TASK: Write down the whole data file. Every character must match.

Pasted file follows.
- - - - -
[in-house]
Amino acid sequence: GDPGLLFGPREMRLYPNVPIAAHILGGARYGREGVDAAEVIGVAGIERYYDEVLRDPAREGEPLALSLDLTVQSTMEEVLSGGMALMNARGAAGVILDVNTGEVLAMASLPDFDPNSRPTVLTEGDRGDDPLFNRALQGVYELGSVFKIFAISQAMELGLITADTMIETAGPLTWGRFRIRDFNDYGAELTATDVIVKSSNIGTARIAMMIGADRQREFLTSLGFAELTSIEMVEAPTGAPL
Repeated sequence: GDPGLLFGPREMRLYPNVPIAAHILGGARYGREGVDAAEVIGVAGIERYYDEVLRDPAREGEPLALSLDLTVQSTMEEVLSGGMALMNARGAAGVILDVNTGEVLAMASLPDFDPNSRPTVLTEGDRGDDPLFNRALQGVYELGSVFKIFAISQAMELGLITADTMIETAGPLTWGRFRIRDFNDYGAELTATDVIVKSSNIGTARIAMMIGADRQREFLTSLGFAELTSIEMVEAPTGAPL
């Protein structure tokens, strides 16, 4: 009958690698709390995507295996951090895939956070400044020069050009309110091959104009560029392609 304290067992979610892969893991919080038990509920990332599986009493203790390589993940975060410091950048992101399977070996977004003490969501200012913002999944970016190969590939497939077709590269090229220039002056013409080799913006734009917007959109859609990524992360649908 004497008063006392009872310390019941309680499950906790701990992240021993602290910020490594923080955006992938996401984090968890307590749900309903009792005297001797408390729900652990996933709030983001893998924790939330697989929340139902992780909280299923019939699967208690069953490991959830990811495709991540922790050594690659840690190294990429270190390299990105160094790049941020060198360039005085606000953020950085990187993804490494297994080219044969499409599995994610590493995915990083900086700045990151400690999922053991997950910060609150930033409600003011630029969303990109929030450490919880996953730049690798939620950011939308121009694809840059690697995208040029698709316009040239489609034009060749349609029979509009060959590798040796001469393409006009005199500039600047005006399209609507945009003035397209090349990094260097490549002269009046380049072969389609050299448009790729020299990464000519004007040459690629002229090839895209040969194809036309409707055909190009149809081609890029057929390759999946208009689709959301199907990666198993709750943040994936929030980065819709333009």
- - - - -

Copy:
[in-house]
Amino acid sequence: GDPGLLFGPREMRLYPNVPIAAHILGGARYGREGVDAAEVIGVAGIERYYDEVLRDPAREGEPLALSLDLTVQSTMEEVLSGGMALMNARGAAGVILDVNTGEVLAMASLPDFDPNSRPTVLTEGDRGDDPLFNRALQGVYELGSVFKIFAISQAMELGLITADTMIETAGPLTWGRFRIRDFNDYGAELTATDVIVKSSNIGTARIAMMIGADRQREFLTSLGFAELTSIEMVEAPTGAPL
Repeated sequence: GDPGLLFGPREMRLYPNVPIAAHILGGARYGREGVDAAEVIGVAGIERYYDEVLRDPAREGEPLALSLDLTVQSTMEEVLSGGMALMNARGAAGVILDVNTGEVLAMASLPDFDPNSRPTVLTEGDRGDDPLFNRALQGVYELGSVFKIFAISQAMELGLITADTMIETAGPLTWGRFRIRDFNDYGAELTATDVIVKSSNIGTARIAMMIGADRQREFLTSLGFAELTSIEMVEAPTGAPL
């Protein structure tokens, strides 16, 4: 009958690698709390995507295996951090895939956070400044020069050009309110091959104009560029392609 304290067992979610892969893991919080038990509920990332599986009493203790390589993940975060410091950048992101399977070996977004003490969501200012913002999944970016190969590939497939077709590269090229220039002056013409080799913006734009917007959109859609990524992360649908 004497008063006392009872310390019941309680499950906790701990992240021993602290910020490594923080955006992938996401984090968890307590749900309903009792005297001797408390729900652990996933709030983001893998924790939330697989929340139902992780909280299923019939699967208690069953490991959830990811495709991540922790050594690659840690190294990429270190390299990105160094790049941020060198360039005085606000953020950085990187993804490494297994080219044969499409599995994610590493995915990083900086700045990151400690999922053991997950910060609150930033409600003011630029969303990109929030450490919880996953730049690798939620950011939308121009694809840059690697995208040029698709316009040239489609034009060749349609029979509009060959590798040796001469393409006009005199500039600047005006399209609507945009003035397209090349990094260097490549002269009046380049072969389609050299448009790729020299990464000519004007040459690629002229090839895209040969194809036309409707055909190009149809081609890029057929390759999946208009689709959301199907990666198993709750943040994936929030980065819709333009």